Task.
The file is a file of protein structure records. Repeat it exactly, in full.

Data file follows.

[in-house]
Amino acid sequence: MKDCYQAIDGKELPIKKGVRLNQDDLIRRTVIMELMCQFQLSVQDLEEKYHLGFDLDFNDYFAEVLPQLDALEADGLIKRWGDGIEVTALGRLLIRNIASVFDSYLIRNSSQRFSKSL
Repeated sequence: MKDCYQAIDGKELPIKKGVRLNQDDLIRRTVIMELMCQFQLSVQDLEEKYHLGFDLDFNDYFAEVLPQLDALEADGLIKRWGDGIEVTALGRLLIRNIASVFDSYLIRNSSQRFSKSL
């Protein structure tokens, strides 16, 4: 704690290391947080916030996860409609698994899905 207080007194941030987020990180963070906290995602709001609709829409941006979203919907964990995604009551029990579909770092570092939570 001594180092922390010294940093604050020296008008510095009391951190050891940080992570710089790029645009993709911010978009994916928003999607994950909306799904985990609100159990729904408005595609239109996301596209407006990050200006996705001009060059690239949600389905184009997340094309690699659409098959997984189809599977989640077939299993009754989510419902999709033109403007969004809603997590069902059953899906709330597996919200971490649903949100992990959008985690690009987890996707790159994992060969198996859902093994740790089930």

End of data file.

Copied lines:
[in-house]
Amino acid sequence: MKDCYQAIDGKELPIKKGVRLNQDDLIRRTVIMELMCQFQLSVQDLEEKYHLGFDLDFNDYFAEVLPQLDALEADGLIKRWGDGIEVTALGRLLIRNIASVFDSYLIRNSSQRFSKSL
Repeated sequence: MKDCYQAIDGKELPIKKGVRLNQDDLIRRTVIMELMCQFQLSVQDLEEKYHLGFDLDFNDYFAEVLPQLDALEADGLIKRWGDGIEVTALGRLLIRNIASVFDSYLIRNSSQRFSKSL
């Protein structure tokens, strides 16, 4: 704690290391947080916030996860409609698994899905 207080007194941030987020990180963070906290995602709001609709829409941006979203919907964990995604009551029990579909770092570092939570 001594180092922390010294940093604050020296008008510095009391951190050891940080992570710089790029645009993709911010978009994916928003999607994950909306799904985990609100159990729904408005595609239109996301596209407006990050200006996705001009060059690239949600389905184009997340094309690699659409098959997984189809599977989640077939299993009754989510419902999709033109403007969004809603997590069902059953899906709330597996919200971490649903949100992990959008985690690009987890996707790159994992060969198996859902093994740790089930």